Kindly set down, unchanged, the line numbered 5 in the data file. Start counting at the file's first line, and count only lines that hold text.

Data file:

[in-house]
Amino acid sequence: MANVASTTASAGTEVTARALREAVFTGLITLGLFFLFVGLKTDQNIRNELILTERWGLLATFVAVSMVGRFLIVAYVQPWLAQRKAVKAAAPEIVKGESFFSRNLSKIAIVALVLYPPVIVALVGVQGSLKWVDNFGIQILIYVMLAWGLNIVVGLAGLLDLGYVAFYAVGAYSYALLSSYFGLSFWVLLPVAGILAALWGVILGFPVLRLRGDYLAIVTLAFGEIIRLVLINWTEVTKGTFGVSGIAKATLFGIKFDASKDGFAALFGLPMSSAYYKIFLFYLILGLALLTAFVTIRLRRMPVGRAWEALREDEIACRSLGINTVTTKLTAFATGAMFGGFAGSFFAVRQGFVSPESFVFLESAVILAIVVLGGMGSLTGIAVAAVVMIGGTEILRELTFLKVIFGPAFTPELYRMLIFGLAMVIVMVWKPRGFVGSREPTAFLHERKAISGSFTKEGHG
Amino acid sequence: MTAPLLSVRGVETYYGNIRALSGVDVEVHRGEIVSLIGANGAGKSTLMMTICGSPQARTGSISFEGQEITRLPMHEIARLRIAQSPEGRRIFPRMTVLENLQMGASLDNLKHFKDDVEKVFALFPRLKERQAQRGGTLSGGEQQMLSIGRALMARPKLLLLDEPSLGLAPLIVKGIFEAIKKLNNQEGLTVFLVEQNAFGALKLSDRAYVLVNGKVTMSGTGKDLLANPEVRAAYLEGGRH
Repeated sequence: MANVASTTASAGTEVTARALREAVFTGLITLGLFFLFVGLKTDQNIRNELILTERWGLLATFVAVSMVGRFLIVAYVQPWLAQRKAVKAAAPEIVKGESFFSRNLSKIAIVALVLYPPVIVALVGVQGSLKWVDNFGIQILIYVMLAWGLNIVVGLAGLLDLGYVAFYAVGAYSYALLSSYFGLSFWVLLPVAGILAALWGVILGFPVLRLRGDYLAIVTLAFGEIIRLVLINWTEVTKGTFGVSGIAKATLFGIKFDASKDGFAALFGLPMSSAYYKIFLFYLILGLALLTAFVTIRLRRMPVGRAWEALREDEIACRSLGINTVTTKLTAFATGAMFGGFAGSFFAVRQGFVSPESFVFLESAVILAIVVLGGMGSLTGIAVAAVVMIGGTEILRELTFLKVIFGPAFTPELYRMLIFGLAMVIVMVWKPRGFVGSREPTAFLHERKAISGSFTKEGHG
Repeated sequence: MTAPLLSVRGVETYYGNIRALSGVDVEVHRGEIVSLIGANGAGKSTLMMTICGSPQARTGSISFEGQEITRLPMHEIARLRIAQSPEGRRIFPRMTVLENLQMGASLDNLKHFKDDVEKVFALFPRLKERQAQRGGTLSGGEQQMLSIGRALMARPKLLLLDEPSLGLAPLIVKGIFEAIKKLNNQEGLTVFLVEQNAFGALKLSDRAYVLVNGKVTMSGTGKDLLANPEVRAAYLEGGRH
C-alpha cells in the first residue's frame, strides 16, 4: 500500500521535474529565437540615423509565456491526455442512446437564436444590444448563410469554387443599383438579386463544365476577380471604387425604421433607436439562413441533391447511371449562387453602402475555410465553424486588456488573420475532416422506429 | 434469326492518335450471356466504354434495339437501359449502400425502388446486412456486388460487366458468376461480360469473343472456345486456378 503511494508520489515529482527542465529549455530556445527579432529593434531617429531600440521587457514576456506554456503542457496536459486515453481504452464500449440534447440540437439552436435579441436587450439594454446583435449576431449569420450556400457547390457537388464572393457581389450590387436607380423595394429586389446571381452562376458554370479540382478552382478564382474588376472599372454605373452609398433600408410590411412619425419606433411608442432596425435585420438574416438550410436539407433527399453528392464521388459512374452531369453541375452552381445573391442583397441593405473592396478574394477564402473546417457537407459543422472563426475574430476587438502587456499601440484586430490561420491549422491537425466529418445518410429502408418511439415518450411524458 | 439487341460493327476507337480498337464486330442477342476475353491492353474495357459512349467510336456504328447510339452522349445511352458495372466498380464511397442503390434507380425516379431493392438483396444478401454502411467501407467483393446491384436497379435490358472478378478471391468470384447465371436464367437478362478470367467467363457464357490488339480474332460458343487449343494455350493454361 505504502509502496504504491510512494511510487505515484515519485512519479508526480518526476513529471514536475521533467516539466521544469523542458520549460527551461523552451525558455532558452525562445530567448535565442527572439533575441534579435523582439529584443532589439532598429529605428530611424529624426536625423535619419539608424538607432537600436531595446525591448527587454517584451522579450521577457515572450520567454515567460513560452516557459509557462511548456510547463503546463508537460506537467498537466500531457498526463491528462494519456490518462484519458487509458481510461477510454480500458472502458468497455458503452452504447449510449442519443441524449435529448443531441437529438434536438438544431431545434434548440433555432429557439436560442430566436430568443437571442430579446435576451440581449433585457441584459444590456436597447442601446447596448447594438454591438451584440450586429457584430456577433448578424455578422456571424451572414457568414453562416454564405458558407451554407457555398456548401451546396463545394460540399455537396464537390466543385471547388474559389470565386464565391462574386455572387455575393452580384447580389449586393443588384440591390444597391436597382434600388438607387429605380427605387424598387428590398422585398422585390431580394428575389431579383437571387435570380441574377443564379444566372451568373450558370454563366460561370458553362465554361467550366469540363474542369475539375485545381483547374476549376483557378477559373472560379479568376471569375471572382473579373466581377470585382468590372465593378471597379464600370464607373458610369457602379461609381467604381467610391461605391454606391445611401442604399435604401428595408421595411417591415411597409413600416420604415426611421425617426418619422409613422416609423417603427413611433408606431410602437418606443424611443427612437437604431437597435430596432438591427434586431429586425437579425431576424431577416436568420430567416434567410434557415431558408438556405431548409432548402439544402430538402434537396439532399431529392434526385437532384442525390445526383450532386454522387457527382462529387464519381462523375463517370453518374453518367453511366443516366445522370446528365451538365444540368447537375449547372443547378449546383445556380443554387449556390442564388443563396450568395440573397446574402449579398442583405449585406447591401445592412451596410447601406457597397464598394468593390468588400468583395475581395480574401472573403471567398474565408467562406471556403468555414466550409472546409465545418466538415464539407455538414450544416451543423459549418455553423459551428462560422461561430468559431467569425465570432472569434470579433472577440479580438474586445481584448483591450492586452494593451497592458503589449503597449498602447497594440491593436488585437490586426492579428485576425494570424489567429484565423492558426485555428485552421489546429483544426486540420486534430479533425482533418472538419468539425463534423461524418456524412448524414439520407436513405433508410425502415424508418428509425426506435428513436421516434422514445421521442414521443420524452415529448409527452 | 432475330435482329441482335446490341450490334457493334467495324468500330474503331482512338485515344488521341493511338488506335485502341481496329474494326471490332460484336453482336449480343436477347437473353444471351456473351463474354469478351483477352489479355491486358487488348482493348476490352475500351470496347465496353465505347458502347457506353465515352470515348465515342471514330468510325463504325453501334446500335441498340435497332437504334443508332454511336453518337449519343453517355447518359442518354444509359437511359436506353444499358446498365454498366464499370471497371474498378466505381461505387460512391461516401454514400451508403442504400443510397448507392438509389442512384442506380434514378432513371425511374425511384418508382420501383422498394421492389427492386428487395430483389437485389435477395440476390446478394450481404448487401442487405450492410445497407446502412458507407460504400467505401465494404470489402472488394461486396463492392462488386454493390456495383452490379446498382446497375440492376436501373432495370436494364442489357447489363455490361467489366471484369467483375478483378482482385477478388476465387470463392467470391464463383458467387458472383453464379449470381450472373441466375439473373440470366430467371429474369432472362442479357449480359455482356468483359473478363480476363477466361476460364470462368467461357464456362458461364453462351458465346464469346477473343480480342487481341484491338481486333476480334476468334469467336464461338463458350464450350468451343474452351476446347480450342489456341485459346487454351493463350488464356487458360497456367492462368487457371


Repeated sequence: MTAPLLSVRGVETYYGNIRALSGVDVEVHRGEIVSLIGANGAGKSTLMMTICGSPQARTGSISFEGQEITRLPMHEIARLRIAQSPEGRRIFPRMTVLENLQMGASLDNLKHFKDDVEKVFALFPRLKERQAQRGGTLSGGEQQMLSIGRALMARPKLLLLDEPSLGLAPLIVKGIFEAIKKLNNQEGLTVFLVEQNAFGALKLSDRAYVLVNGKVTMSGTGKDLLANPEVRAAYLEGGRH